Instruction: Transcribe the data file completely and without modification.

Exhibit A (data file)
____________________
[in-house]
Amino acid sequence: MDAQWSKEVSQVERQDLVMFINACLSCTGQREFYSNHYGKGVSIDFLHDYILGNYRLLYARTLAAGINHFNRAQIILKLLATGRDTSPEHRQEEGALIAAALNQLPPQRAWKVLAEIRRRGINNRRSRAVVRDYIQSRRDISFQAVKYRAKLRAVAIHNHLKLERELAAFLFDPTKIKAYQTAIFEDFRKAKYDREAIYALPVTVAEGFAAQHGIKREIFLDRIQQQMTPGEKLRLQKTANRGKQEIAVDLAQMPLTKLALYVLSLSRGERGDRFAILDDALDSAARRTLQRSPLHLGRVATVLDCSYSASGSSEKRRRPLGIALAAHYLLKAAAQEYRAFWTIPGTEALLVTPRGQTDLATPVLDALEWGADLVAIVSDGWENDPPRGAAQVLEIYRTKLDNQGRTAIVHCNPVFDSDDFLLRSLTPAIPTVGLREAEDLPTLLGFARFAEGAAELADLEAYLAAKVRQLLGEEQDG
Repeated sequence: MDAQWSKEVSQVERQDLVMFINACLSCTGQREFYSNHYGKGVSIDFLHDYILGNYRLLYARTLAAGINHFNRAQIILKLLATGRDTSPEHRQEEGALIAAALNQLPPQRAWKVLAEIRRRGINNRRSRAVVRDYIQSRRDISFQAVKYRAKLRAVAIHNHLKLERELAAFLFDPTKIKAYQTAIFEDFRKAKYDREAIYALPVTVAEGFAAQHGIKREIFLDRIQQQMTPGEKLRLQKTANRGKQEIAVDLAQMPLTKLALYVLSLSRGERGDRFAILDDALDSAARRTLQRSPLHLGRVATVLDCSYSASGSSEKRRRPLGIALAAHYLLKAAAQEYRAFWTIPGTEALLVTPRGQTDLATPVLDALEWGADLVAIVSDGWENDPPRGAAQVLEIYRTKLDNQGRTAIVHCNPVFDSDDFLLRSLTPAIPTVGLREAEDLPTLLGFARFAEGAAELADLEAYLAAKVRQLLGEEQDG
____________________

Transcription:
[in-house]
Amino acid sequence: MDAQWSKEVSQVERQDLVMFINACLSCTGQREFYSNHYGKGVSIDFLHDYILGNYRLLYARTLAAGINHFNRAQIILKLLATGRDTSPEHRQEEGALIAAALNQLPPQRAWKVLAEIRRRGINNRRSRAVVRDYIQSRRDISFQAVKYRAKLRAVAIHNHLKLERELAAFLFDPTKIKAYQTAIFEDFRKAKYDREAIYALPVTVAEGFAAQHGIKREIFLDRIQQQMTPGEKLRLQKTANRGKQEIAVDLAQMPLTKLALYVLSLSRGERGDRFAILDDALDSAARRTLQRSPLHLGRVATVLDCSYSASGSSEKRRRPLGIALAAHYLLKAAAQEYRAFWTIPGTEALLVTPRGQTDLATPVLDALEWGADLVAIVSDGWENDPPRGAAQVLEIYRTKLDNQGRTAIVHCNPVFDSDDFLLRSLTPAIPTVGLREAEDLPTLLGFARFAEGAAELADLEAYLAAKVRQLLGEEQDG
Repeated sequence: MDAQWSKEVSQVERQDLVMFINACLSCTGQREFYSNHYGKGVSIDFLHDYILGNYRLLYARTLAAGINHFNRAQIILKLLATGRDTSPEHRQEEGALIAAALNQLPPQRAWKVLAEIRRRGINNRRSRAVVRDYIQSRRDISFQAVKYRAKLRAVAIHNHLKLERELAAFLFDPTKIKAYQTAIFEDFRKAKYDREAIYALPVTVAEGFAAQHGIKREIFLDRIQQQMTPGEKLRLQKTANRGKQEIAVDLAQMPLTKLALYVLSLSRGERGDRFAILDDALDSAARRTLQRSPLHLGRVATVLDCSYSASGSSEKRRRPLGIALAAHYLLKAAAQEYRAFWTIPGTEALLVTPRGQTDLATPVLDALEWGADLVAIVSDGWENDPPRGAAQVLEIYRTKLDNQGRTAIVHCNPVFDSDDFLLRSLTPAIPTVGLREAEDLPTLLGFARFAEGAAELADLEAYLAAKVRQLLGEEQDG